Oaxacan surrealism hits the SF Mexican consulate

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#seapunk #mexicanpride #heymoonhey: "Amanecienco" by Justina Fuentes Zárate
GUARDIAN PHOTO BY CAITLIN DONOHUE

Approximately 500 people pass through SoMa's Mexican consulate building each day, processing visas and civil registration, generally making it possible for themselves to live in the United States legally. The consulate's cultural affairs attache Marimar Suárez Peñalva sees these moments of bureaucracy as an opportunity. She wants expats to connect to their nationality not only through signatures and stamps, but by reacquainting themselves with its brushstrokes and creative underpinnings.

Hence, this art lesson. "The Zapotec origin is really relevant in surrealism," Peñalva tells me on the Friday afternoon that I visit her carefully-curated gallery, located on the second floor of the Folsom Street consulate.We're surrounded by canvases of floating watermelon, a reclining woman with a fish tail, vividly colored fish, and a bright red woman's skirt. Peñalva explains that the current exhibit is based around two seminal artists from the Mexican state of Oaxaca: Rufino Tamayo and Francisco Toledo.

Francisco Toledo's aquatint etching "Self Portrait" 

The two pioneered the art of mixography, a style of painting that uses molded paper and mixed media to create a textural appearance. Peñalva points to the artists' ceremonial use of animals as one sign of their pre-Colombian heritage. The Zapotec identity, she says, is one of the unifiers of the exhibit, which contains the works of not only Tamayo and Toledo but also artists who were inspired by their work like Justina Fuentes Zárate, she of the reclining mermaid and arresting red dress. Perhaps the works don't look similar, but they represent the diversity and breadth of the work to come out of the surrealist Zapotec tradition in Oaxaca.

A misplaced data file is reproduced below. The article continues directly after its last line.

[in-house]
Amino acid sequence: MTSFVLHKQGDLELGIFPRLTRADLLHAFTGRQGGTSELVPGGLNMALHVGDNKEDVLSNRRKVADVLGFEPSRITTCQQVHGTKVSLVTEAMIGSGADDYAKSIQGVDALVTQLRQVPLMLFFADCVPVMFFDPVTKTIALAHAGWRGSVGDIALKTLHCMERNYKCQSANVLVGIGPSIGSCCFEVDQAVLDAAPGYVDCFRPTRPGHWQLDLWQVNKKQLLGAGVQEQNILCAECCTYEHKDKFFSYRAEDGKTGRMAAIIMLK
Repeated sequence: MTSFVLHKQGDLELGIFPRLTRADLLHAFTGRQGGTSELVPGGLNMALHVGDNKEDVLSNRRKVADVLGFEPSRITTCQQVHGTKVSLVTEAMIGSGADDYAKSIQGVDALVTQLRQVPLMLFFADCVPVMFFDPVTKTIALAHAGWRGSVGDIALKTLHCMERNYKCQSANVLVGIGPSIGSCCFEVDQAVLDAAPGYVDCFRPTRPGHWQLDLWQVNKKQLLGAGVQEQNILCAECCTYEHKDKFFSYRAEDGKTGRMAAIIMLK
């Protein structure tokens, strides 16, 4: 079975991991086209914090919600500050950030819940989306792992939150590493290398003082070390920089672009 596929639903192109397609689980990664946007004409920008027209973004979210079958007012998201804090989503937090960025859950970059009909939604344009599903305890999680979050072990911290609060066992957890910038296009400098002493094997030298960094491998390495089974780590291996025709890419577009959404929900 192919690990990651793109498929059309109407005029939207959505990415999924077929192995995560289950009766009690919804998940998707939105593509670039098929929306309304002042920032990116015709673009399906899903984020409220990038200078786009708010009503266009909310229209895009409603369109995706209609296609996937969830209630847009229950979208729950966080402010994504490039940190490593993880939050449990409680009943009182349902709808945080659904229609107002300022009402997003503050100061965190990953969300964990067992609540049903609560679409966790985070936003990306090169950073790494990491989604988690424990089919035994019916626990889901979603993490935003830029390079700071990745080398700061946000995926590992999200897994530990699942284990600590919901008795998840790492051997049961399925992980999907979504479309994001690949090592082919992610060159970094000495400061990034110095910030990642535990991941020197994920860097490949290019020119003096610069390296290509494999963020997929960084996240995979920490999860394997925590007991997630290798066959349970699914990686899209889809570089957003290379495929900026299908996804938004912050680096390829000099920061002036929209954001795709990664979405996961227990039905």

Last year Peñalva filled this space with the work of contemporary Latina artists. Though "Numina Feminina" was critically acclaimed -- a gallery patron who perused while we chatted interrupted us to tell Peñalva how compelling he'd found the show -- she says that the Oaxacan surrealism exhibit has done a better job of enthralling the Mexicans who come to process paperwork one floor down. Since the show's opening on Thursday, she says there's been a constant stream of visitors coming upstairs to check out the gallery.

"Birth of Spring" by Jorge Lopez Garan

Maybe this work is more immediately identifiable as Mexican than that of the modern female show. But whatever the reason, she's glad that it resonates. That's the reason why the gallery is up here, after all.

"We want to make art available and show people what's happening in Mexico. Art people, they always come to shows like this, but our daily public is harder to get upstairs." The surrealist works were donated by Bay Area collecters Gina Bray and Russell Herrman.

Do you feel the magic? The consulate is screening El Informe Toledo July 26, a documentary made by Diego Luna and Gael Garcia Bernal's production companay based on the life of the mixography master. 

 "The Magic Surrealists of Oaxaca"

Through Aug. 9, free

Gallery open Mon.-Fri. 10am-6pm; Sat.-Sun., 10am-3pm

 

El Informe Toledo screening 

July 26 6pm-8pm, free

Consulate General of Mexico

532 Folsom, SF

www.mexicoinsf.com

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